Why Don't My Kids Hear Me When I Talk?

by Christine Organ

Most conversations with my kids start something like this:

Me: Dearest child, could you please go brush your teeth?

No response.

Me, growing impatient: Child! Go brush your teeth!


Me, getting pissed: Last warning! Teeth. Now.

Still nothing.


Nope. Nada.

Husband: Did you hear your mom? Go brush your teeth.

Tiny feet scamper off to brush their teeth, and I am once again completely dumfounded, a tiny bit grateful, and annoyed beyond words.

What the ever-loving fuck?! Why are my children unable to hear the sound of my voice? And why do they listen to their father, and not me? What the fuckity fuck?!

I feel like a stand-up comedian awkwardly tapping the mic — Hello! Is this thing on? Sometimes I wonder if the words that are coming out of my mouth have gotten jumbled up on the way out and have been translated into another language. Maybe the pitch of my voice is one that can only be heard by dogs and wild animals. Maybe I’m like that teacher in all the Peanuts movies droning on with her whah-wha-wha-wha-whah instructions.

Because my kids suffer from Selective Listening Syndrome, it’s no wonder I have to yell so much. My kids literally do not hear me unless I am yelling so loudly that the dogs run out of the room. Polite request? I get nothing. Touching their shoulder while talking? Meh, sometimes. If I didn’t lose my shit and scream questions and requests at the top of my lungs sometimes, we would literally get nothing done and go nowhere.

It’s a little hard not to take their subpar listening skills personally, but something tells me I’m not alone in this struggle. Maybe the problem isn’t me, but them. Maybe it’s because they’re kids and kids don’t listen, or maybe it’s because they’re boys and everyone knows that males have a tiny problem with listening. Science says so. No, really, it does.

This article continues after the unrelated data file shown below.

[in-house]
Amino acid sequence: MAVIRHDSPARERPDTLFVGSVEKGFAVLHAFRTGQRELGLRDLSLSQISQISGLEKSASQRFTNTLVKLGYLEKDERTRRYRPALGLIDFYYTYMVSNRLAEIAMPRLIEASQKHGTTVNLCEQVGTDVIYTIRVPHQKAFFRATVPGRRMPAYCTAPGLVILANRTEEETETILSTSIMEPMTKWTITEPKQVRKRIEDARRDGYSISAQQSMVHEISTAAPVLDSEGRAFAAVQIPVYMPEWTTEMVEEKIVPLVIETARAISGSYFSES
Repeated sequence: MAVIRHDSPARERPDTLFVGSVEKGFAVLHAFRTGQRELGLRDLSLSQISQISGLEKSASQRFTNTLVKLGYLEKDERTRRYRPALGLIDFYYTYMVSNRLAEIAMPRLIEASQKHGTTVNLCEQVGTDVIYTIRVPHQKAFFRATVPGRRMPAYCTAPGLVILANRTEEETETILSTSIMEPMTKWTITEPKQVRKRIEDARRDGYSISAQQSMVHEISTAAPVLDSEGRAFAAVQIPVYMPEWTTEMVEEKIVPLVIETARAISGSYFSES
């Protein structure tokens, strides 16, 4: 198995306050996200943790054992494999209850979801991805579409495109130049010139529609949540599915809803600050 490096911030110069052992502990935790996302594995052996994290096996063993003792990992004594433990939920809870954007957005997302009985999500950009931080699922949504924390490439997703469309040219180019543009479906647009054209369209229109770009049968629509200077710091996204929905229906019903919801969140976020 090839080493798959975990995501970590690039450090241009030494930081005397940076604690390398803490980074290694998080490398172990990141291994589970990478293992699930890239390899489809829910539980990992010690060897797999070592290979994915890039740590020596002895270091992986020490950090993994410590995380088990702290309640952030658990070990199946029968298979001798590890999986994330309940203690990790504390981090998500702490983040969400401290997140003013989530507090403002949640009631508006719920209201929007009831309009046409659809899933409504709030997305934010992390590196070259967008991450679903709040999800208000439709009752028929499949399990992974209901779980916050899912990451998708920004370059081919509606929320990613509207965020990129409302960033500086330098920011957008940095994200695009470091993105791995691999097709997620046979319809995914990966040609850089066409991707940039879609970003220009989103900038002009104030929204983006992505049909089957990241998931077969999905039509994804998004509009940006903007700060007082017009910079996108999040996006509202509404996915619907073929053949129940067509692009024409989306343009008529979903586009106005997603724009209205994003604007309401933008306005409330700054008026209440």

A few years ago, a study came out finding that males have a harder time hearing women’s voices because they have to use a different part of their brain to process the sound of the female voice. Apparently, men need to use the part of the brain that processes music to decipher the female voice, which is a more complex process than that of deciphering a male voice.

So maybe the answer is to start singing everything. In fact, I may or may not have sung “Get your shoes, we need to go, we are late, we are late” to the tune of “Let It Go” on occasion.

I’ve heard all about the Orange Rhinos and the moms who quit yelling, and honestly, that just makes me more bewildered and frustrated. Who are these special unicorns whose children listen to them when they speak at a normal decibel? And what is wrong with my heathen children who don’t respond unless I’m screaming so loud my throat hurts? What is wrong with me that my children ignore me the five times I ask them to do something, but listen the first time my husband says something?

I’m not asking for answers, folks, so you can save your suggestions about giving my children warnings, whispering to them, or getting on their eye level when talking to them. I’ve heard all the advice, thankyouverymuch, and in the grand scheme of things, my kids are good kids. There is nothing “wrong” with them. They aren’t disrespectful or mean; they just get consumed with whatever it is they’re doing and block out the sound of my voice sometimes.

And there’s nothing “wrong” with me either, or you, if your kids suffer from Selective Listening Syndrome too. We’re good moms who nag our kids now and then like any good mother should. Sometimes, we just need to vent from one ignored mom to another, amirite?

And this Selective Listening Syndrome doesn’t just apply to my requests for them to pick up their shoes, take a shower, or put away their clothes. I would almost understand if their ears simply turned off whenever I asked them to do something they didn’t want to do, but they also can’t seem to hear me asking them about things they might want. Do you want some breakfast? I get nothing. What do you want to drink? Nada. Anyone want a cookie? Okay, so I’m kind of glad they don’t always hear that last one.

Now that I think about it, maybe Selective Listening Syndrome isn’t such a bad thing after all, because muttering FTS under my breath while stress-eating a Kit Kat bar is a lot more fun when no one is listening.